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The Critical Choice Between the Concentration Ratio and the H-Index in Assessing Industry Performance

Leo Sleuwaegen and Wim Dehandschutter
The Journal of Industrial Economics
Vol. 35, No. 2 (Dec., 1986), pp. 193-208
Published by: Wiley
DOI: 10.2307/2098358
Stable URL: http://www.jstor.org/stable/2098358
Page Count: 16
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The Critical Choice Between the Concentration Ratio and the H-Index in Assessing Industry Performance
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Abstract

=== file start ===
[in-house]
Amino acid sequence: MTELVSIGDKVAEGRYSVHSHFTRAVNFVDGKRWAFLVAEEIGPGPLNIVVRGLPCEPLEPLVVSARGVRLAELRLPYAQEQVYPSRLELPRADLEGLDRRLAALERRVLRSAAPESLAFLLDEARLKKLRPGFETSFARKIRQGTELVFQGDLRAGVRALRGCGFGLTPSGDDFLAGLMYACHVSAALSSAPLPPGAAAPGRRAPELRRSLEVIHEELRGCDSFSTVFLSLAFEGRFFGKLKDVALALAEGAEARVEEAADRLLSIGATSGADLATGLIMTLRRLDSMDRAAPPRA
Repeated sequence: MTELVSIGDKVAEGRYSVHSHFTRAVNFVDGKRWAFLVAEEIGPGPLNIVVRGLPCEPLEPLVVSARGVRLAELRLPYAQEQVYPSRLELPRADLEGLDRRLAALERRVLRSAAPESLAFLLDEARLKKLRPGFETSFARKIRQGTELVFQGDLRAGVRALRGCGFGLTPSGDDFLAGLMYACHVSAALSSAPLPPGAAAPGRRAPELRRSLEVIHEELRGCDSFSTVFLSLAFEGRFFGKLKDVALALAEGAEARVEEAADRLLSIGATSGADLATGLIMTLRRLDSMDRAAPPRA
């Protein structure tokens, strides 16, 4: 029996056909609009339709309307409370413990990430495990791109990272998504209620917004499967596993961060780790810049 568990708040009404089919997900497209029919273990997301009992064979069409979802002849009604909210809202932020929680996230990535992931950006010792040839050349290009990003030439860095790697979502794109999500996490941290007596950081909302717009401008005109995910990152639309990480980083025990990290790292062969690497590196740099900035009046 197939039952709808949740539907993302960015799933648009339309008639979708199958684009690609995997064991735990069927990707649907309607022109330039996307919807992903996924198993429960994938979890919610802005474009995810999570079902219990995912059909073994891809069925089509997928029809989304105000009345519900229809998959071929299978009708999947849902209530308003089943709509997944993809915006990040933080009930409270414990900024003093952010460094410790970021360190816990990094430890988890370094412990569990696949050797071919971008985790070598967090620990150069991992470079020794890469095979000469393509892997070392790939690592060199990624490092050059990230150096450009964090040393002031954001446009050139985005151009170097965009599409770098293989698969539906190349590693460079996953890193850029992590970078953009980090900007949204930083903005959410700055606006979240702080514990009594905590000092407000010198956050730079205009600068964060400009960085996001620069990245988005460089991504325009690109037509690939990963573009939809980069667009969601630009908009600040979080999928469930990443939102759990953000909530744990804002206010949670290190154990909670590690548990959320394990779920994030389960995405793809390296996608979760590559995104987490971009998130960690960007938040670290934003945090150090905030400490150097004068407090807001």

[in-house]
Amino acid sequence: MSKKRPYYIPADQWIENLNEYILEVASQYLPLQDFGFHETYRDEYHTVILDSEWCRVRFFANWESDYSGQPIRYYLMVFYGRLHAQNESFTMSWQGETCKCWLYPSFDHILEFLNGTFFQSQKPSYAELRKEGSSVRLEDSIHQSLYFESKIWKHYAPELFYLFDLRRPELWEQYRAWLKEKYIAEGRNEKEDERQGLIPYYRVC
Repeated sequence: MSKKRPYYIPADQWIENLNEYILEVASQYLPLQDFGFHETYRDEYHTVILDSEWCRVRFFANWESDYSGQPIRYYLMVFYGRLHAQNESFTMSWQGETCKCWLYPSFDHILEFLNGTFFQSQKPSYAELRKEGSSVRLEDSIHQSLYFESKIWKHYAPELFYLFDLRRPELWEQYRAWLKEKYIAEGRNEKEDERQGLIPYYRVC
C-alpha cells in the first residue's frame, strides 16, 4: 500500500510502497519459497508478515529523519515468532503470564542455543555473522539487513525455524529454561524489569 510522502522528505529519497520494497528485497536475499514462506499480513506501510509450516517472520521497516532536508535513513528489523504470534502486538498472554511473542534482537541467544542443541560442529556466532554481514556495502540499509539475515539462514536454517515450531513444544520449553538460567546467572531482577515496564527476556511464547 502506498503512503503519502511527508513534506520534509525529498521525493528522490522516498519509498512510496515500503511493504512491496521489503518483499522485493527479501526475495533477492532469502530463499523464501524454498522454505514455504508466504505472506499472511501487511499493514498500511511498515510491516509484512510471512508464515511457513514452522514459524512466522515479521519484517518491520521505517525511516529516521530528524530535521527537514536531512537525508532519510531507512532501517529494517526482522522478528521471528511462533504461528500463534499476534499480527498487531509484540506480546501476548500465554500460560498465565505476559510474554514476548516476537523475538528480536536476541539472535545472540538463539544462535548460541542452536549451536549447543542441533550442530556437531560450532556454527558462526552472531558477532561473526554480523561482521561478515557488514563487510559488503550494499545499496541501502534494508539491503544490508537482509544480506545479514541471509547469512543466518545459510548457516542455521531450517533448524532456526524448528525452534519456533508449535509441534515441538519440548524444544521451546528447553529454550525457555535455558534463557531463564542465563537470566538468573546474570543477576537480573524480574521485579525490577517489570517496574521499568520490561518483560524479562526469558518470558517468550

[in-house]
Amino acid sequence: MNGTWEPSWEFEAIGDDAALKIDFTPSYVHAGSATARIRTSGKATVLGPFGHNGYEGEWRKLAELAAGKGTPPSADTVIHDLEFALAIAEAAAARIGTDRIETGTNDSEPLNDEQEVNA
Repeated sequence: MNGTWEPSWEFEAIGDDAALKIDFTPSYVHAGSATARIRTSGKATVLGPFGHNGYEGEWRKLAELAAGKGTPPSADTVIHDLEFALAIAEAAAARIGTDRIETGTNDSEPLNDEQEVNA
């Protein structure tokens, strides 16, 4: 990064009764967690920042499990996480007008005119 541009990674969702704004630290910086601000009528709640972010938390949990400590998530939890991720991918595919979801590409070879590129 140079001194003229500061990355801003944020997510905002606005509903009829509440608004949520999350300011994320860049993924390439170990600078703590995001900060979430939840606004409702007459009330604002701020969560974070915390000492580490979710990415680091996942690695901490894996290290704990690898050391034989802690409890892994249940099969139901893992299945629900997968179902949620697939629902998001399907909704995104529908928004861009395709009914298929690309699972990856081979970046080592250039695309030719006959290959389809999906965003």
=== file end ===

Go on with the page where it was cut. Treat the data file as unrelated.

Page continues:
The paper shows that in addition to the theoretical relevance of choosing between the Hirschman-Herfindahl index and the concentration ratio, both measures may provide empirically very different information to assess industry performance. It is shown that the correspondence between the two measures can be represented by a horn-shaped figure. The implications of this horn-shaped relationship are investigated in the context of specifying empirical profitability-concentration models. Among different specification effects tested, it is shown that the neglect of the horn-relationship may bias the results towards the identification of a critical concentration ratio.

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